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Cost-benefit analysis and flood control policy in The Netherlands

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... More recently, more attention is paid to the (reduction of the) consequences of flooding. In connection to that, also the concept of risk has received renewed attention in the Netherlands (Brouwer and Kind, 2005). ...
... For most parts of the country more than one flood scenario is possible, and this may lead to a wide range of variation in damage estimates. To manage the high level of uncertainty and provide a feasible range of values for flood risks derived from the model for reliable use in CBA of flood protection scenarios as in Jonkman et al. (2004), Brouwer and van Ek (2004), Brouwer and Kind (2005) or Eijgenraam (2006), multiple flood scenarios have to be constructed for dike ring areas, combined with probabilistic methods to assess the likelihood of the different flooding scenarios actually occurring (Vrijling, 2001). Another potential field of application is flood insurance. ...
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This paper presents a model developed in the Netherlands for the estimation of damage caused by floods. The model attempts to fill the gap in the international literature about integrated flood damage modelling and develop an integrated framework for the assessment of both direct hazard-induced damages and indirect economic damages such as the interruption of production flows outside the flood affected area, as well as loss of life due to flooding. The scale of damage assessment varies from a specified flood-prone area in a river basin or a coastal region to the country's entire economy. The integrative character of the presented model is featured by the combination of information on land use and economic data, and data on flood characteristics and stage-damage functions, where the geographical dimension is supported by modern GIS to obtain a damage estimate for various damage categories. The usefulness of the model is demonstrated in a case study estimating expected flood damage in the largest flood-prone area in the Netherlands.
... More recently, more attention is paid to the (reduction of the) consequences of flooding. In connection to that, also the concept of risk has received renewed attention in the Netherlands (Brouwer and Kind, 2005). ...
... For most parts of the country more than one flood scenario is possible, and this may lead to a wide range of variation in damage estimates. To manage the high level of uncertainty and provide a feasible range of values for flood risks derived from the model for reliable use in CBA of flood protection scenarios as in Jonkman et al. (2004), Brouwer and van Ek (2004), Brouwer and Kind (2005) or Eijgenraam (2006), multiple flood scenarios have to be constructed for dike ring areas, combined with probabilistic methods to assess the likelihood of the different flooding scenarios actually occurring (Vrijling, 2001). Another potential field of application is flood insurance. ...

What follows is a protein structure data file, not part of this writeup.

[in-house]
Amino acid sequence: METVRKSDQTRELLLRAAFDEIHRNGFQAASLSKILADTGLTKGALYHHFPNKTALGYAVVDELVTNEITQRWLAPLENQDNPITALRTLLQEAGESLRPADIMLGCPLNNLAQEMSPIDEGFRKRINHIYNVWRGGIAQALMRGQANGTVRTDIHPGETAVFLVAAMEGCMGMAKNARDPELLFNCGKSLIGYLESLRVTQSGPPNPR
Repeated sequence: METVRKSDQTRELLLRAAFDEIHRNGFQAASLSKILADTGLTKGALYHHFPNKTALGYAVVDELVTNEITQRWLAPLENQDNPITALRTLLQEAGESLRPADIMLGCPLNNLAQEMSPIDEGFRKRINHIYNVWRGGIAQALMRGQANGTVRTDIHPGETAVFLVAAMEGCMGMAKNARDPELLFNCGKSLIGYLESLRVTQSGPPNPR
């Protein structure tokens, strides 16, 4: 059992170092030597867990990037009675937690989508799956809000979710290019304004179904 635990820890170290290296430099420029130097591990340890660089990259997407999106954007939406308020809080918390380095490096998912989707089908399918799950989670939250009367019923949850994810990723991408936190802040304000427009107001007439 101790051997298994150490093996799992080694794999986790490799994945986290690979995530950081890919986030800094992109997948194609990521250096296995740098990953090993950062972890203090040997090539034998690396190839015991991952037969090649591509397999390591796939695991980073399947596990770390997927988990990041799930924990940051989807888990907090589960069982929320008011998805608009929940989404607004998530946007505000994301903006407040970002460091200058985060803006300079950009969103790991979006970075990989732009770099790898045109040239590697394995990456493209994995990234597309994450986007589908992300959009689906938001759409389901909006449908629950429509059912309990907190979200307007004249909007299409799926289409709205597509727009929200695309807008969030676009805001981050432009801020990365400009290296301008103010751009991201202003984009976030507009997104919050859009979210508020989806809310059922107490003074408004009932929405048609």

... Nonmonetary impacts were treated with particular attention starting from the year 2000 with the Room for Rivers project, by providing cost estimates needed to restore or compensate for ecosystem service loss (Bos & Zwaneveld, 2017). CBA represents an invaluable tool when choosing among competing alternatives (Brouwer & Kind, 2005). Initial Delta works analysis, for example, involved comparing the CBA of Delta works vs. raising and strengthening existing dikes along the waterways. ...
... For less populated areas, safety standards of 1/1250 to 1/4000 years are required. These standards are the highest in the world (Brouwer & Kind, 2005;Kind, 2014). ...
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My research goal for the PIRE program was to understand and quantify the flood risk to above ground storage tanks (AST) in the Port of Rotterdam since consequences of AST failure can be catastrophic for the surrounding environment and communities, and the economy. Furthermore, I also wanted to understand the flood risk mitigation approach adopted in the Netherlands to gain insights on how AST flood risk can be managed in the Netherlands. For hurricane risk assessment of ASTs, I used physics-based fragility to estimate the vulnerability of ASTs subjected to inundation depths corresponding to different return periods. The NSF PIRE program components such as meetings with experts and stakeholders helped me understand the flood risk management philosophy in the Netherlands. Site visits and other interactions with experts and students from various disciplines also helped me broaden my perspective on flood risk management using a holistic multidisciplinary approach.